Northern Renaissance (Germany, Netherlands, England)
Northern Renaissance (Germany, Netherlands, England) ART 1023
Popular in History of Art 2
Popular in History
verified elite notetaker
This 9 page Bundle was uploaded by Meredith Morris on Thursday March 3, 2016. The Bundle belongs to ART 1023 at Mississippi State University taught by Benjamin Harvey in Spring 2016. Since its upload, it has received 22 views. For similar materials see History of Art 2 in History at Mississippi State University.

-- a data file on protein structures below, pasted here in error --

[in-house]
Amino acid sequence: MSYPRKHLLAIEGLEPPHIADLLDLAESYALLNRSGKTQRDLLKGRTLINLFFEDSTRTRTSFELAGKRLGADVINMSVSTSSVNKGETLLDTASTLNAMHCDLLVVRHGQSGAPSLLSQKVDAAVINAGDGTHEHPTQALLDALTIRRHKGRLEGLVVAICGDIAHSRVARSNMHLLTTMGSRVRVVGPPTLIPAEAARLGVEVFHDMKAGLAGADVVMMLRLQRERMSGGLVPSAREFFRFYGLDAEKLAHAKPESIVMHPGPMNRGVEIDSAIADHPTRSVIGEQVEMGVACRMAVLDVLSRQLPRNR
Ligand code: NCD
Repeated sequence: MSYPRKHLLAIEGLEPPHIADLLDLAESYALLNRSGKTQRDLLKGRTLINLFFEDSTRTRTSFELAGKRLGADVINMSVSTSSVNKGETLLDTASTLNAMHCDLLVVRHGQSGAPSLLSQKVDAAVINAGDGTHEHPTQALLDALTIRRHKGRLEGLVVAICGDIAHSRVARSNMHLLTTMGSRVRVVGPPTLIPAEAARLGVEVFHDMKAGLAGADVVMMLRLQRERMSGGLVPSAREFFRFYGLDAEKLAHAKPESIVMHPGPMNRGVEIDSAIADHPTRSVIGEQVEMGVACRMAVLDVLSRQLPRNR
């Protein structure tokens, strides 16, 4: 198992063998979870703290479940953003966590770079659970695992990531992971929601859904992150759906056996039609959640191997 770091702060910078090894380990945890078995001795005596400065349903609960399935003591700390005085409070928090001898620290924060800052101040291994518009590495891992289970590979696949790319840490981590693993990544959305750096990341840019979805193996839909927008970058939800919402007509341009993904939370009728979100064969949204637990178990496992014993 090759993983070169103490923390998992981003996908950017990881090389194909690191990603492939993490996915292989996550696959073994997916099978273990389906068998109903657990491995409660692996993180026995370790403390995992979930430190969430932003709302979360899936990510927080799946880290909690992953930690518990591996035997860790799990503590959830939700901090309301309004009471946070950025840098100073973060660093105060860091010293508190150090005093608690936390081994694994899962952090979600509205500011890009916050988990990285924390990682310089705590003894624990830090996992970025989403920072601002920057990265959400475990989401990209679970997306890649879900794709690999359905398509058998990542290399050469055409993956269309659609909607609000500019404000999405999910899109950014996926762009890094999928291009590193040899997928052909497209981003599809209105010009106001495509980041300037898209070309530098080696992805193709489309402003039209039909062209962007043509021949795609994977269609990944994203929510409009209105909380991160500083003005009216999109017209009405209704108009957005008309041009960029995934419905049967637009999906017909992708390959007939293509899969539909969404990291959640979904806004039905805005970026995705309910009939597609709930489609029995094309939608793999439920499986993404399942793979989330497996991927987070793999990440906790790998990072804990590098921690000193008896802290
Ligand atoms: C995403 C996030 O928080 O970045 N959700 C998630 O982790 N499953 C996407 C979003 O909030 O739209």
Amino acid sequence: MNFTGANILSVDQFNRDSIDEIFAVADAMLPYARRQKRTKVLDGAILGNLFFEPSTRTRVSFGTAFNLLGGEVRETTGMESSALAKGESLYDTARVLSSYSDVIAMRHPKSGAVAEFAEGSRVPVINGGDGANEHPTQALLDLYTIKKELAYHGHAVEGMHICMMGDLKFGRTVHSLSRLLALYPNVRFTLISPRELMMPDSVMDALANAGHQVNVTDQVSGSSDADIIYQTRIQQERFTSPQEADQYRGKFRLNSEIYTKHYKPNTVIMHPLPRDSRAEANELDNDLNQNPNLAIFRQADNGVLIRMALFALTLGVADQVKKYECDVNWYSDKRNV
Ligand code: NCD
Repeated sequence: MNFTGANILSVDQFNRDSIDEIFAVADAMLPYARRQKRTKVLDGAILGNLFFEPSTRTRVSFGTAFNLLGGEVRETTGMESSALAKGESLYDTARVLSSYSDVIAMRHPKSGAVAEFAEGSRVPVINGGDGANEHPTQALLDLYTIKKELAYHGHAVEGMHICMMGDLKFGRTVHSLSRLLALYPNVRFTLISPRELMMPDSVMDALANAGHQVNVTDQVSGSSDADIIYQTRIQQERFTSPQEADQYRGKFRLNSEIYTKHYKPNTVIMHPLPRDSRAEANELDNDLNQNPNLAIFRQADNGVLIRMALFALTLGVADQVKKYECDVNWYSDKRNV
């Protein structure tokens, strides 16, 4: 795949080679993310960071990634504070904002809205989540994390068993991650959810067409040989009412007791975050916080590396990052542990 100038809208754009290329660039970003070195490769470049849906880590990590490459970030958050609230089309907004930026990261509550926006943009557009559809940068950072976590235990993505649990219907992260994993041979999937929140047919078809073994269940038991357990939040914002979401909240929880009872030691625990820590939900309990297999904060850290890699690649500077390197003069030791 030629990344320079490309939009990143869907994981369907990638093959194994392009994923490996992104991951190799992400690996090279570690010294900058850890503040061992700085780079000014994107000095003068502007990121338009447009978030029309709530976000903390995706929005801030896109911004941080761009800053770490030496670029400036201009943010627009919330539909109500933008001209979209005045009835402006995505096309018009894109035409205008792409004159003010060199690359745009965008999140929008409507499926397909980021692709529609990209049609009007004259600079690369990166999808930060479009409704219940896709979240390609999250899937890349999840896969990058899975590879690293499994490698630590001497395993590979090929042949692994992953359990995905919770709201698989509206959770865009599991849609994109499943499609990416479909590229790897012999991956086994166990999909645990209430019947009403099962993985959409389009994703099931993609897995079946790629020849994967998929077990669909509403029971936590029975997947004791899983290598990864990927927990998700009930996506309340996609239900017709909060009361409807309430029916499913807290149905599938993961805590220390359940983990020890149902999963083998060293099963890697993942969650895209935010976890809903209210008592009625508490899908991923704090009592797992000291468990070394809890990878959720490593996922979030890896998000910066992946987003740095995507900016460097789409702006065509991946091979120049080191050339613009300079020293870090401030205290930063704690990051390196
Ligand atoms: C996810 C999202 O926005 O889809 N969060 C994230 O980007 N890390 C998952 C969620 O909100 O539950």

Reviews for Northern Renaissance (Germany, Netherlands, England)
Report this Material
What is Karma?
Karma is the currency of StudySoup.
You can buy or earn more Karma at anytime and redeem it for class notes, study guides, flashcards, and more!
Date Created: 03/03/16